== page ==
Risk Management Case Study: Part Two

Building better landlord relationships pays dividends

This week we've heard great sessions on business relationships, risk management and hiring strategies at the Purdue Top Farmer Crop Workshop. Ag economist Mike Boehlje walked through a series of questions relating to business and family relationships and how much risk is generated from those relationships. Levi Huffman, general manager at Huffman and Hawbaker Farms, was gracious enough to offer himself as a human guinea pig through a case study discussion. The 50 farmers in attendance set up at different tables and talked through different ways to improve business and landlord relationships.

The underlying theme of that discussion is what may happen this fall and winter if prices drop and cash rents stay high. We could see some rough financial waters; your relationships with landlords may become very, very important.

Manage landlord transitions Modern cash grain farms find themselves working with five, ten, even 20 landlords at a time. At some point ownership of a parcel you rent will shift to an heir, or be sold and managed by a farm management outfit that may not be as benevolent as the previous owner. It's prudent for you to form bonds with the younger generation in the landlord's family. That's why you hold open houses or annual farm-based events and go the extra mile to show your appreciation.

If you're already paying fair and competitive rent and don't have a written agreement, that owner transition is the time to put one in place. "That's one reason to get some formal agreement in place, so that when that change happens, at least you have a starting point to begin a new relationship with the next generation," says one farmer. "It's a continuity thing, and it doesn't have to be complicated."

On the other hand, if you've been paying the same rental rates for the past 20 years, your risk of losing that land in an owner transition is exponentially higher. Heirs don't want to feel like you've been taking advantage of their parents all these years.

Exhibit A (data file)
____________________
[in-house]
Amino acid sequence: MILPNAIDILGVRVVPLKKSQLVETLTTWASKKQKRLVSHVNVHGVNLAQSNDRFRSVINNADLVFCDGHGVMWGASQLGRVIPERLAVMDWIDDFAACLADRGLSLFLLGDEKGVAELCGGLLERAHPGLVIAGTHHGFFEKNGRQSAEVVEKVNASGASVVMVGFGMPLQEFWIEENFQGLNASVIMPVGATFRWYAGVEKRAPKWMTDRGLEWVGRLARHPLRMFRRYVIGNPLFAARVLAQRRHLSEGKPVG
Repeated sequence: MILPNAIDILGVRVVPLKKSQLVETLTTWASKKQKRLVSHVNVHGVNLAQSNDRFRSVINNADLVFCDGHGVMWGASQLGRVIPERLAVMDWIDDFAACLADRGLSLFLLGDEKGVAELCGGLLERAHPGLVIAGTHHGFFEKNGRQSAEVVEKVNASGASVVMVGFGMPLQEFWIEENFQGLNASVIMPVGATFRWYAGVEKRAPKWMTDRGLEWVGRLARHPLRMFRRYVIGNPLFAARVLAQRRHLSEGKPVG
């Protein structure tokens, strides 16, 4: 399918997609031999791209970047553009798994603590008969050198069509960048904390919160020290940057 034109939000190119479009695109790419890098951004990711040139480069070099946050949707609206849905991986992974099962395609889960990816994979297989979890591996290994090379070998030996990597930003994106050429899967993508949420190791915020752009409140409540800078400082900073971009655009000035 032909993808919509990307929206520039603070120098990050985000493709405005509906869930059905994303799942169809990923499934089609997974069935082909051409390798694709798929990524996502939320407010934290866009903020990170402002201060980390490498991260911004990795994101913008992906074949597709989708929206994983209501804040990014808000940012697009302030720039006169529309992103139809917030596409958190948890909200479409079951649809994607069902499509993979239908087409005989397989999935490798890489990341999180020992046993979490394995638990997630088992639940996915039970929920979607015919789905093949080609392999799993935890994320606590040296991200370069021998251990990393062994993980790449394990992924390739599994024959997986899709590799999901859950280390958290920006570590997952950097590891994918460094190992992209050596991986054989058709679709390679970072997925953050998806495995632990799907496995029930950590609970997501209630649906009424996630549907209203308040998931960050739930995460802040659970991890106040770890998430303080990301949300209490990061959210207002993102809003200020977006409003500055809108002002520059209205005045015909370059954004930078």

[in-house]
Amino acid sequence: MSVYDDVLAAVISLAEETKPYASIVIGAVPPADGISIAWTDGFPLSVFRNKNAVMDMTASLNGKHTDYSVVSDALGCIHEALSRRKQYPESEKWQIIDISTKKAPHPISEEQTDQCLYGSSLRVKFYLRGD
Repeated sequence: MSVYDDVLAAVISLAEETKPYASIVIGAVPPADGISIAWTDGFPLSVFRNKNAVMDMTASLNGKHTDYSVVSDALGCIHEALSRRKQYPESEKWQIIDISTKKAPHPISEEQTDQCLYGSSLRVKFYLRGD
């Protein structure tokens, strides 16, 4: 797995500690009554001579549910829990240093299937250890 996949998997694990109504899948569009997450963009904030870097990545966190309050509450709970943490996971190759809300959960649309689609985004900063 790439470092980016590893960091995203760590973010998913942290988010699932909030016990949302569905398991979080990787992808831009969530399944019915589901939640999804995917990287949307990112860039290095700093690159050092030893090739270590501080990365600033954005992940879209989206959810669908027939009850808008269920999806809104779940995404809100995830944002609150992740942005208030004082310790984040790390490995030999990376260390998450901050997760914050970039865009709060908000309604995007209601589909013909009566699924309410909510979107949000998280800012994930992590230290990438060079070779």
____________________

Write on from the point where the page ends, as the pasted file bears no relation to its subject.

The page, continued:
Huffman adjusts cash rent voluntarily, and rarely have any of his 17 landlords approached him to seek increases. He bases rents on what he believes is reasonable market conditions and generally pays above average rates; in addition, he pays landlords informal bonuses when yields come out better than expected.

Prepare to negotiate What happens if we see consecutive years of falling grain prices? Some landlords may sympathize and have no problem lowering rents, at least to some degree. Others may need more persuading. You need to prepare a negotiating strategy. That starts with doing some homework to show input and other crop costs and projected profit margins. Get it all in writing and be ready to make a case for an adjusted rent that both sides can live with.

"If I can show landlords on paper what our costs are and what we need to make our operation go, most will understand it," one farmer told me. "Those who don't are probably struggling to pay their bills and we'd have to negotiate with them."

The farmer, who asked not to be identified, told me he and his brother break data down by farm to show yield and profit per acre along with input costs. "If you can take that info at the end of the year and show how we arrive at a number for fair rent, they really appreciate it," he says. "They can see that it's an honest number. It's a lot of work putting that together but it's worth it."

His biggest threat are farm management firms that only focus on shopping land to the highest bidder, regardless of management skill, fertility or conservation commitments.

Kitchen table relationships "A lot of this goes back to kitchen table relationships – eye to eye conversations whenever possible," said another farmer. When he can't have face to face visits he finds other ways to communicate, including a website, to be more transparent about the business.

"We publish why we do what we do, the hybrids and chemicals and biotech corn – anything and everything that we see in the media that may be troubling to our landlords," he says. "It's a lot of work, but a lot of people are really positive about this."

Huffman and Hawbaker Farms also have a website, notes Levi Huffman. "It's a lot of work to maintain, but it's going to pay dividends," he says. You can skip the cost of a web designer by just setting up a Facebook page and share your business story that way. Sign start a free account at Facebook.com.

Out of the 50 or so farmers in the room, very few raised hands when asked if they had formal meetings with landlords. Annual family outings at your farm builds good will and trust. Such get-togethers are ways to extend hospitality, connect family members, and build that relationship.

Tall grass threats If the ag boom fades and incomes begin to soften, don't think your competitors won't be looking to capitalize on neighborhood financial stress – including yours.

"Your vulnerability may be greatest when incomes are weaker – you fool yourself into thinking no one would pay more for land when incomes are down," says Boehlje. "But there may be someone lurking in the tall grass who is willing and able to push a bid out to one of your key landlords."

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